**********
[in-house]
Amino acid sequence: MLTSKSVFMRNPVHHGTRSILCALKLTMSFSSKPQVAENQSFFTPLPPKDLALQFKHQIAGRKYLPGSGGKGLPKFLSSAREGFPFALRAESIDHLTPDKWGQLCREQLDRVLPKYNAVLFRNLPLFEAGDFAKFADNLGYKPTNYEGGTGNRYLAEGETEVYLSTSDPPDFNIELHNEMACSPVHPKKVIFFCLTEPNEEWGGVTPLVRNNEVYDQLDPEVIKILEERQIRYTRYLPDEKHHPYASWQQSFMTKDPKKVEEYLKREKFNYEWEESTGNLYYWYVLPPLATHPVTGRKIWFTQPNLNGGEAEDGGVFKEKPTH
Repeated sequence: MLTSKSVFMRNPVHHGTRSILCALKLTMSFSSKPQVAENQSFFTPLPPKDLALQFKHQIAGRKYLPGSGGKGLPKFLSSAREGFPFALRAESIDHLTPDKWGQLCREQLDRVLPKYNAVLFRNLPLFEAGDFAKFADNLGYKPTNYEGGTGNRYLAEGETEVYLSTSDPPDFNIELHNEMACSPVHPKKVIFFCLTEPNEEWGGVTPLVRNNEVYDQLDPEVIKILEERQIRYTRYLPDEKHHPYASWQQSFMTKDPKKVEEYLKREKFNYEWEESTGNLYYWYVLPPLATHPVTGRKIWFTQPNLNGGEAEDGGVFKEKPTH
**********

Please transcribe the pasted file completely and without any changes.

[in-house]
Amino acid sequence: MLTSKSVFMRNPVHHGTRSILCALKLTMSFSSKPQVAENQSFFTPLPPKDLALQFKHQIAGRKYLPGSGGKGLPKFLSSAREGFPFALRAESIDHLTPDKWGQLCREQLDRVLPKYNAVLFRNLPLFEAGDFAKFADNLGYKPTNYEGGTGNRYLAEGETEVYLSTSDPPDFNIELHNEMACSPVHPKKVIFFCLTEPNEEWGGVTPLVRNNEVYDQLDPEVIKILEERQIRYTRYLPDEKHHPYASWQQSFMTKDPKKVEEYLKREKFNYEWEESTGNLYYWYVLPPLATHPVTGRKIWFTQPNLNGGEAEDGGVFKEKPTH
Repeated sequence: MLTSKSVFMRNPVHHGTRSILCALKLTMSFSSKPQVAENQSFFTPLPPKDLALQFKHQIAGRKYLPGSGGKGLPKFLSSAREGFPFALRAESIDHLTPDKWGQLCREQLDRVLPKYNAVLFRNLPLFEAGDFAKFADNLGYKPTNYEGGTGNRYLAEGETEVYLSTSDPPDFNIELHNEMACSPVHPKKVIFFCLTEPNEEWGGVTPLVRNNEVYDQLDPEVIKILEERQIRYTRYLPDEKHHPYASWQQSFMTKDPKKVEEYLKREKFNYEWEESTGNLYYWYVLPPLATHPVTGRKIWFTQPNLNGGEAEDGGVFKEKPTH